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…and when I closed my eyes a world of everything
sprouted from the ruins of moonlight
That which has collapsed, degraded, turned half to dust
does not attract me. And yet, I wander through the rusting bulk
of Carrie Furnace and reach toward the ghosts of
Eastern European men who worked with fire
and molten ore for pennies a day to build the Empire
State Building and railroad tracks across the wide prairies.
They were boot-tips away from death, the troughs
of boiling ore. One single misstep away from everything lost.
Now there’s rust, graffiti; saplings sprout from stalled coal cars.
And the Monongahela River glints through windows busted out.
River’s trying to recover its river self again, so laden with legacy
waste of a country that feverishly built itself grander, larger,
so much damn progress. Across the fields of golden grass,
the Hot Metal Bridge is emptied, still, out of work,
out of use, out of time beneath a winter sun.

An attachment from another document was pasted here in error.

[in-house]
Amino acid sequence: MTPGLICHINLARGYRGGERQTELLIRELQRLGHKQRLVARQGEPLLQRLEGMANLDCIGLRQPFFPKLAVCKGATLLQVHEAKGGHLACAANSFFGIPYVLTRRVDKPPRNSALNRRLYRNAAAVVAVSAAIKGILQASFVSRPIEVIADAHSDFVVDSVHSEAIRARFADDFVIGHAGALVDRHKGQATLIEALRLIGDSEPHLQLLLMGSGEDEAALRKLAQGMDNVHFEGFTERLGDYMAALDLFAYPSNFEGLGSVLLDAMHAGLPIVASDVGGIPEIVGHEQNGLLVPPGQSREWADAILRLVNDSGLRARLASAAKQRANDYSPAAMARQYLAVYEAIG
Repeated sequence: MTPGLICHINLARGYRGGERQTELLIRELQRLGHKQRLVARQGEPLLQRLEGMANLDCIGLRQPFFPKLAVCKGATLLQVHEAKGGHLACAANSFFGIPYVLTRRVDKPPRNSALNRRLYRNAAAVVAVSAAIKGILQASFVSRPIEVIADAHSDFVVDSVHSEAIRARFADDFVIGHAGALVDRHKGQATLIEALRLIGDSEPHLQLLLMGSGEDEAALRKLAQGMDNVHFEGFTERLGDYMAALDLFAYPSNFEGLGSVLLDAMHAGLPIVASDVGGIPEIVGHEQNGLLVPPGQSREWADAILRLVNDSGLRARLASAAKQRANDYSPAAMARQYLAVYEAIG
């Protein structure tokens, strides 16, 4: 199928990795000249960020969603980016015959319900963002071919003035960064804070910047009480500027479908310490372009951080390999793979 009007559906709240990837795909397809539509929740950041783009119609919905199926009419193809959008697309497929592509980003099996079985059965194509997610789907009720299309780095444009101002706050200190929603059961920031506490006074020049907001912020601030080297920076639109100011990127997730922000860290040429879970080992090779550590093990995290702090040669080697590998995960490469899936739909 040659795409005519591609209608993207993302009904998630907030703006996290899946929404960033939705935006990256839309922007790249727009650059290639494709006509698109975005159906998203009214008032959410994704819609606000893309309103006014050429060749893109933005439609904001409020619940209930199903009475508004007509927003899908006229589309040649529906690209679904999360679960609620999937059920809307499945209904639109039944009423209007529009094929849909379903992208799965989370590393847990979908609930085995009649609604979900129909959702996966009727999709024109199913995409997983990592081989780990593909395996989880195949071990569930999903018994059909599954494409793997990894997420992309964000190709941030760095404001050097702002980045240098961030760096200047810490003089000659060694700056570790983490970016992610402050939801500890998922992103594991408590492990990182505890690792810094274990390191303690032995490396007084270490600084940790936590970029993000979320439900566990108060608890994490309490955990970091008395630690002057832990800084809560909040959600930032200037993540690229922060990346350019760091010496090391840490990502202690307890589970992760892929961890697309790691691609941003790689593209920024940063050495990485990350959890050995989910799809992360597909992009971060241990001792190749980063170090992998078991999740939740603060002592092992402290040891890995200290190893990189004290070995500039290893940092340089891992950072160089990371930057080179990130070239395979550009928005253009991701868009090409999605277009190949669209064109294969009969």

I have no squabbles with the moon, resist the popular urge to see it
as a worn-out trope for 19th-century poets with doilies on their tables.
Remarkably, it’s not a ruin. Distance kept it relatively safe from us
our grabs, our greedy claims, our righteous entitlement. We think
since Adam named it all eons ago, that meant we were superior.
And still the moon shows up night after night, a generation comes
and goes and then another and still its shadowed valleys shine
their headlight from the sky. The moon traffics in consolation
and yes, romance. Or at least, in winter skies where it is
a silver swipe no brighter than old Venus dangling
like a pendant underneath. A small, consistent gift
for a shambled world that’s here. Despite it all, still here.
comes a hymn, soft and shimmering, like the fox arising from a foggy
valley looking like a small sunrise on a hilltop. A hymn that does not ask
for anything nor need proof in order to get on with
the labor of living. Half in love with Earth,
half in love with the old, hard work of hope.
Copyright 2022 Sharon Fagan McDermott
Sharon Fagan McDermott books include Life Without Furniture (Jacar, 2018).
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